Tennessee has many museums, historic sites and whole towns that tell the stories of the past. Pioneers, presidents, military heroes and artist greats fill the state with histories to tell for generations. Here's where to hear them.
Did you know Tennessee was home to three presidents? You can see the humble beginnings, homes and even burial grounds of Andrew Jackson in Nashville, James K. Polk in Columbia and Andrew Johnson in Greeneville.
Learn even more about the story of the Titanic and its fateful journey inside the Titanic Museum Attraction in Pigeon Forge. You'll receive a card about a passenger on the Titanic as you go through each exhibit that details everything from how the ship worked to the luxury fixtures available to first class members. Touch an iceberg, feel how cold the water was when the ship sank and so much more.
You can learn about the courageous stories of the Clinton 12, who bravely fought for equal access to public education. Step inside a 1950s classroom and see what life was like under "Jim Crow" laws. Follow the chronological story of the desegregation of the Clinton High School, the first integration of a public high school in the South, with life-size photographs and narratives.
Can a whole town be considered a museum? When it's preserved as well as Rugby, Tennessee is, it can be. This living Victorian village was first established in the 1880s by British immigrants wanting to create a Utopian society. Take a springtime tour to peek inside the historic buildings and the first public library in the South. Spend a weekend by booking a stay in one of the historic lodges and explore the 10 hiking trails that snake through the local area.
Learn about the real man behind the legend at David Crockett Birthplace State Park in Limestone, Tennessee. The park commemorates the famous Tennessean, pioneer, soldier and politician by showcasing a replica cabin, visitor center exhibits, an 18th-century living farmstead and more. It’s located near his father’s Crockett Tavern Museum in Morristown and the Cherokee National Forest.
See for yourself how pioneers lived out their lives through the interactive Cannonsburgh Village in Murfreesboro, representing more than 100 years of early Tennessee life. See a blacksmith fire iron into a piece of art, tour a museum, caboose, school house, gristmill, telephone operator’s house and more. Self-guided tours are free.
Up, up and away! Those who are fascinated with aviation will love touring the Beechcraft Heritage Museum in Tullahoma. Walk through three hangars filled with airplanes. The Walter Beech Hangar houses some of the earliest models of aircraft. You’ll find military airplanes in the Alton E. “Chuck” Cianchette Hangar including pre-World War II Twin Beech Model 18Ds. A Staggerwing, one of the first general aircrafts to go through wind tunnel testing, is also on display. In the Bost Hangar, two of the oldest 1947 Bonanzas, the first Model 55 Baton and the last Duke ever manufactured are all viewable.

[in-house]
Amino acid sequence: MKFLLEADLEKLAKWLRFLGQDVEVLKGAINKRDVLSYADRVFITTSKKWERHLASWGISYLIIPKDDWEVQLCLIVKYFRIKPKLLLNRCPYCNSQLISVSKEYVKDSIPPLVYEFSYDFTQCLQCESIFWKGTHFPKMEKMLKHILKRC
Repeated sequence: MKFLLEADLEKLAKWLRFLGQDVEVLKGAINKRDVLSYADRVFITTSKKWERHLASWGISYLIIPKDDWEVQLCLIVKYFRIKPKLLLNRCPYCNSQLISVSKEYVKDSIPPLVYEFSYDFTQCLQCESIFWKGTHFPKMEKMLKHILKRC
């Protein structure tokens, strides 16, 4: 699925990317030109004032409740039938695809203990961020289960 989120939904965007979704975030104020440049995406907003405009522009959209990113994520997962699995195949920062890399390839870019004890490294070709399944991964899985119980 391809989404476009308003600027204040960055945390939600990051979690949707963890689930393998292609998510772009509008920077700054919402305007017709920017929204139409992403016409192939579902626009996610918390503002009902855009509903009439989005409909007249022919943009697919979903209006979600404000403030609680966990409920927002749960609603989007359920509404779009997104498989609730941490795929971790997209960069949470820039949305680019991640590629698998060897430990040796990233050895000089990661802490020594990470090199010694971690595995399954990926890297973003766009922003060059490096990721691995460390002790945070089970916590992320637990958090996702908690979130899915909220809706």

Tennessee’s second largest general museum, the Customs House Museum and Cultural Center in Clarksville has more than 35,000 square feet of exhibit space filled with science, history and fine art pieces. Kids will love McGregor’s Market and kitchen, the toddler space that includes the Bubble Cave and the intricate model trains. An 1840s cabin, a vast porcelain collection and an 1898-designed Federal Post Office further tell the story of the state’s history.
There’s always something new to see at the Memphis Brooks Museum of Art in Memphis. Photography, paintings, lithographics and more are currently on display. Paintings, sculpture and textiles by self-taught African American artists from the museum’s permanent collection take center stage now through May 10. To commemorate the museum’s 100th anniversary, art from Carroll Cloar is also on view. The museum is open Wednesdays to Sundays.
Memphis’ only car museum is now open, featuring more than a dozen iconic American sports cars. Marvel at the inaugural exhibit that features cars from post-war U.S. to the 1970s and beyond. The museum curates each vehicle based on the historical and cultural story it tells. Not only are features of each car shared, but also what was happening in the world when the vehicle was built. Learn the stories behind some of the most well-known cars of the world at Edge Motor Museum.
Learn about the legend, Casey Jones – his life and his famous last train ride at the Casey Jones Home & Railroad Museum. You’ll find three authentic rail cars, and original engine Jones drove, Civil War era artifacts, and the rich railroad history of Jackson, Tennessee. Kids can even climb aboard a train and ring the bell like Jones would have done. After stepping through history, make a stop into The Old Country Store to enjoy a southern-style buffet, have an ice cream in the recreated 1880s Ice Cream Parlor and Fudge Shoppe or stop in for a quick bite at the Dixie Café of Jackson featuring take-out options and an 1880s lunch counter.
Check out even more museums the next time you’re in Tennessee.